Romanian Center for European Policies launches the policy-memo ‘Access to financing for roma entrepreneurs: case studies and proposals for public policies’, within Roma Entrepreneurship in Romania. Research on developing a financial instrument that would allow acces to micro credits for small Roma entrepreneurs project, funded by Open Society Institute.
None of the successive national strategies regarding Roma minority, nor those designed to fight poverty, have been able to support entrepreneurship as a sustainable instrument for socio-economic development and inclusion of Roma minority, despite its potential to play an important role developing these disadvantaged communities.
Field research conducted within this project proves that there are small businesses – traditional or not – of Roma people which, through support tailored to the needs of every entrepreneur (most of the times an integrated mix of financial education, grants, small loans and business counselling),were able to become competitive on the market, ensure financial support to entire families and even generate other employment positions for Roma communities, as we have seen that it is happening in the case of social enterprises.
The present report is structured into two chapters. First, One Hundred Roma Small Entrepreneurs: Communities and Professions, describes several entrepreneur profiles – a selection from the total number of interviews made in more than 30 communities included in the research – in the present socio-economic context, covering a wide range of typologies: from craftsmen with their specific histories and stories to entrepreneurs activating in more common domains, practiced also by the majority population, – commerce, services, agriculture, etc
The second chapter, Financial Inclusion of Roma People through Micro-Credits. Examples of Good Practice and Proposals for Public Policies. identifies concrete examples of micro-crediting and financial inclusion programs designed for Roma entrepreneurs implemented in other Eastern European states, analyzes the opportunities created in this area by the present programming of European funds, and proposes several directions for the development of certain public policies.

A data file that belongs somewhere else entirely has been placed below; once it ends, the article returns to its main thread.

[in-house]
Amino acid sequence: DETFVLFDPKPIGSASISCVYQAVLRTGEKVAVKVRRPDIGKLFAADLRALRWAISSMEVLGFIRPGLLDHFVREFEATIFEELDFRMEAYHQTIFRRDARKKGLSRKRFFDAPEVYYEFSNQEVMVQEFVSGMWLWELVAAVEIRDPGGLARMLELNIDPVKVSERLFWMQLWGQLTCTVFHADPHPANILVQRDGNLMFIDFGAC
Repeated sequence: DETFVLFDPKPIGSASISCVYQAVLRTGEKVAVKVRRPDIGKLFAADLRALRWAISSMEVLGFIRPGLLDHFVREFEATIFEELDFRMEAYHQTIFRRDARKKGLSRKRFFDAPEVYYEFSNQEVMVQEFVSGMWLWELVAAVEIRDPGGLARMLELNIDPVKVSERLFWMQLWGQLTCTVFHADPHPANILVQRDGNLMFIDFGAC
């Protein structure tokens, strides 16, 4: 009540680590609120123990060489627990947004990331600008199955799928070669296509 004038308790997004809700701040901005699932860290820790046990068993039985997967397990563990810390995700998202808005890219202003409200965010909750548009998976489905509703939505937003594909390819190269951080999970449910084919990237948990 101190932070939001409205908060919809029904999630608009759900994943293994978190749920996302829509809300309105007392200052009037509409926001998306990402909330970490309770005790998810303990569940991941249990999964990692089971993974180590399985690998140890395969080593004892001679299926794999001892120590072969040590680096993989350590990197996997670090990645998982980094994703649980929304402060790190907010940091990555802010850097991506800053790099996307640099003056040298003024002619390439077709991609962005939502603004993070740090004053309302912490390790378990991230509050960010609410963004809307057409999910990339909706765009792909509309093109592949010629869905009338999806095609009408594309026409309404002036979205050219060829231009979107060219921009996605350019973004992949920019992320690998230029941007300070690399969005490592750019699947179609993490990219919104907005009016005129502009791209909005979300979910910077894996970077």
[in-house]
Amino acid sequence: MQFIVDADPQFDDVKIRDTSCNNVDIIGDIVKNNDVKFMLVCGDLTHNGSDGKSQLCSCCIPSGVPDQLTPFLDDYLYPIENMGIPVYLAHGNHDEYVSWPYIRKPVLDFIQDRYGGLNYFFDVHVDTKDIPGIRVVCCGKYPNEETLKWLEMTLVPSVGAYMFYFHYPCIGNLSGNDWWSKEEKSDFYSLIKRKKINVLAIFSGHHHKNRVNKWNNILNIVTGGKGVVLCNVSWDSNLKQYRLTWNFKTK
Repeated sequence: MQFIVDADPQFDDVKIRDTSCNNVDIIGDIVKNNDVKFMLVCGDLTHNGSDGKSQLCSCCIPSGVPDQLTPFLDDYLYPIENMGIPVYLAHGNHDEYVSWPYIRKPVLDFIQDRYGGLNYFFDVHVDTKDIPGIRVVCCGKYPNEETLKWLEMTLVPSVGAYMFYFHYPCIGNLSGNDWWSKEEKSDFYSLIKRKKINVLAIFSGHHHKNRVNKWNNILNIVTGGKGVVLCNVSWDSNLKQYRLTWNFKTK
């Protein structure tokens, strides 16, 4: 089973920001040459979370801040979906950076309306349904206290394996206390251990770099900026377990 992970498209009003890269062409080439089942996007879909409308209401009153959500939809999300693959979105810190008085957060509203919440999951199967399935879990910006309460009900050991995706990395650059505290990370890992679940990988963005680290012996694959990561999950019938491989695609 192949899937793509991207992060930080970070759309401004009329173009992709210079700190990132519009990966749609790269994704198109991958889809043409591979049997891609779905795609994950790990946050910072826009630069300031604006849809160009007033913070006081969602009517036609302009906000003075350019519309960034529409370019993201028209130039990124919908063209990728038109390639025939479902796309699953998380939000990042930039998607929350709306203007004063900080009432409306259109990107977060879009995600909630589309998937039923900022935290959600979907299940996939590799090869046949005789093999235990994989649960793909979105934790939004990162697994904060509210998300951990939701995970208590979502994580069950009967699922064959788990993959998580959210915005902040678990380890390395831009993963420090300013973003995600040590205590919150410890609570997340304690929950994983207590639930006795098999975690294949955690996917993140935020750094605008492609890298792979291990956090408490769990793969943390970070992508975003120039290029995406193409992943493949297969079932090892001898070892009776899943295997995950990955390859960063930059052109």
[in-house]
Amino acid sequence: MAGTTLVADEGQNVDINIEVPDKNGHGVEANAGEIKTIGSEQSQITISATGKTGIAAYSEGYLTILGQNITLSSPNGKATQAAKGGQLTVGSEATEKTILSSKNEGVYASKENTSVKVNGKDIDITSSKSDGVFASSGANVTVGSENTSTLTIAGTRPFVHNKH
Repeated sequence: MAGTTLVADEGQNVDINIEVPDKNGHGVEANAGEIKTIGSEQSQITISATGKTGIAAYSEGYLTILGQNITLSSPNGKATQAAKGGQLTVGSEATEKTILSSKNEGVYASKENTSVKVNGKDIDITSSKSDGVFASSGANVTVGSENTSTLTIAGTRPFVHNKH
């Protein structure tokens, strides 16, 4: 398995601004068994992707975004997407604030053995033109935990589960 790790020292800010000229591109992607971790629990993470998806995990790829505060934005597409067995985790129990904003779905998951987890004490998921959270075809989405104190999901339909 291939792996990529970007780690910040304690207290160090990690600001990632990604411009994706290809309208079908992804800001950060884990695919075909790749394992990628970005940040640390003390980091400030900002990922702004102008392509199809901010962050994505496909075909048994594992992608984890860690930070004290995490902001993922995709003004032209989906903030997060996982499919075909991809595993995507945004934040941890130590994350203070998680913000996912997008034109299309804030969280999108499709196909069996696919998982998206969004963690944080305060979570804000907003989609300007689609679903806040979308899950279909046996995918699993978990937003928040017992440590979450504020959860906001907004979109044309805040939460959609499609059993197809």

Such examples can be found in Hungary (Kiut program – considered and example of good practice at EU level) and, most important, the Polish pilot program supporting social economy enterprises through financial instruments, showing that a program of micro credits for entrepreneurs part of vulnerable groups or social economy enterprises, designed and tailored to the needs of the targeted group (no fees, small costs – subsidized rates, grace period) should also be implemented in Romania.
This type of program would require the assistance of specific entities (usually NGOs) that have a deep understanding of local communities and are able to identify and help Roma entrepreneurs (through programs of finacial literacy, business trainings, etc) implementing their business plans and replay their micro credits.
The contents of this report do not necessarily represent the official position of the donor. The entire responsibility for the accuracy and coherence of the information is held by the project promoter, Romanian Center for European Policies and by the authors of the report.
The report, available in Romanian, can be accessed here.